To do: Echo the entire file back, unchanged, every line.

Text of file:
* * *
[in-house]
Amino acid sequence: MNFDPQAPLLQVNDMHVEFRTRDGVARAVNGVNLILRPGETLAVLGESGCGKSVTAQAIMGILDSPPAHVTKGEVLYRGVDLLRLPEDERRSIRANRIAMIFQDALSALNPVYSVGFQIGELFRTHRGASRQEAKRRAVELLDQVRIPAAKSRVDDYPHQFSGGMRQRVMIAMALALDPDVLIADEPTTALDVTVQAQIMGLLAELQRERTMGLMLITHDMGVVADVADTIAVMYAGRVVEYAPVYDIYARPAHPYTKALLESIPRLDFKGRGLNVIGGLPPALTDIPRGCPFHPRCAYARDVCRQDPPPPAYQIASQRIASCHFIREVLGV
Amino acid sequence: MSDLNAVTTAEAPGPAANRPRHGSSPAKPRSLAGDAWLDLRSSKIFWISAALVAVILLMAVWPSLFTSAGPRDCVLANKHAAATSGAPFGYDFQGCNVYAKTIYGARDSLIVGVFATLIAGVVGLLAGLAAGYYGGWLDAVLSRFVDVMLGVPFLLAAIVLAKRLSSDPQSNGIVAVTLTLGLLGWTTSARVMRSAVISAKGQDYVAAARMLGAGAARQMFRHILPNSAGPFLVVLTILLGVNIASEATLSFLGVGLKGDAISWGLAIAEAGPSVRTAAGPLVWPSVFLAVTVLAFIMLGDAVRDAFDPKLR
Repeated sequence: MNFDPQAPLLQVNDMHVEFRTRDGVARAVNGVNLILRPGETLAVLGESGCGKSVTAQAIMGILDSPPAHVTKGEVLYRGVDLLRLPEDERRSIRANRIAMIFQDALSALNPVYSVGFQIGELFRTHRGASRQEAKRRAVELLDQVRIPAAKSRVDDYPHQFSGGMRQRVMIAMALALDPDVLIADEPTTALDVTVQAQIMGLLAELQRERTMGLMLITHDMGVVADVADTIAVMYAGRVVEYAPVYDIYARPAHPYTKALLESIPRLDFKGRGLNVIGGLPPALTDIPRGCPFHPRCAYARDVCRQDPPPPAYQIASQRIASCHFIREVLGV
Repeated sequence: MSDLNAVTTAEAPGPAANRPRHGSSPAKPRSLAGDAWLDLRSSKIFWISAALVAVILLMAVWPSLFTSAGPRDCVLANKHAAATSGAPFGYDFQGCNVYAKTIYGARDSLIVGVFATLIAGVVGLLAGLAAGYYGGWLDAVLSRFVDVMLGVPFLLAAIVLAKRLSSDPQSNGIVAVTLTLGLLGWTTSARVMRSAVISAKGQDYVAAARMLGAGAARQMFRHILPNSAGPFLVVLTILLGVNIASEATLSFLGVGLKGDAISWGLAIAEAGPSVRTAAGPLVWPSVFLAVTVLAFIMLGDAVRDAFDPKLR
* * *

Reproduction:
[in-house]
Amino acid sequence: MNFDPQAPLLQVNDMHVEFRTRDGVARAVNGVNLILRPGETLAVLGESGCGKSVTAQAIMGILDSPPAHVTKGEVLYRGVDLLRLPEDERRSIRANRIAMIFQDALSALNPVYSVGFQIGELFRTHRGASRQEAKRRAVELLDQVRIPAAKSRVDDYPHQFSGGMRQRVMIAMALALDPDVLIADEPTTALDVTVQAQIMGLLAELQRERTMGLMLITHDMGVVADVADTIAVMYAGRVVEYAPVYDIYARPAHPYTKALLESIPRLDFKGRGLNVIGGLPPALTDIPRGCPFHPRCAYARDVCRQDPPPPAYQIASQRIASCHFIREVLGV
Amino acid sequence: MSDLNAVTTAEAPGPAANRPRHGSSPAKPRSLAGDAWLDLRSSKIFWISAALVAVILLMAVWPSLFTSAGPRDCVLANKHAAATSGAPFGYDFQGCNVYAKTIYGARDSLIVGVFATLIAGVVGLLAGLAAGYYGGWLDAVLSRFVDVMLGVPFLLAAIVLAKRLSSDPQSNGIVAVTLTLGLLGWTTSARVMRSAVISAKGQDYVAAARMLGAGAARQMFRHILPNSAGPFLVVLTILLGVNIASEATLSFLGVGLKGDAISWGLAIAEAGPSVRTAAGPLVWPSVFLAVTVLAFIMLGDAVRDAFDPKLR
Repeated sequence: MNFDPQAPLLQVNDMHVEFRTRDGVARAVNGVNLILRPGETLAVLGESGCGKSVTAQAIMGILDSPPAHVTKGEVLYRGVDLLRLPEDERRSIRANRIAMIFQDALSALNPVYSVGFQIGELFRTHRGASRQEAKRRAVELLDQVRIPAAKSRVDDYPHQFSGGMRQRVMIAMALALDPDVLIADEPTTALDVTVQAQIMGLLAELQRERTMGLMLITHDMGVVADVADTIAVMYAGRVVEYAPVYDIYARPAHPYTKALLESIPRLDFKGRGLNVIGGLPPALTDIPRGCPFHPRCAYARDVCRQDPPPPAYQIASQRIASCHFIREVLGV
Repeated sequence: MSDLNAVTTAEAPGPAANRPRHGSSPAKPRSLAGDAWLDLRSSKIFWISAALVAVILLMAVWPSLFTSAGPRDCVLANKHAAATSGAPFGYDFQGCNVYAKTIYGARDSLIVGVFATLIAGVVGLLAGLAAGYYGGWLDAVLSRFVDVMLGVPFLLAAIVLAKRLSSDPQSNGIVAVTLTLGLLGWTTSARVMRSAVISAKGQDYVAAARMLGAGAARQMFRHILPNSAGPFLVVLTILLGVNIASEATLSFLGVGLKGDAISWGLAIAEAGPSVRTAAGPLVWPSVFLAVTVLAFIMLGDAVRDAFDPKLR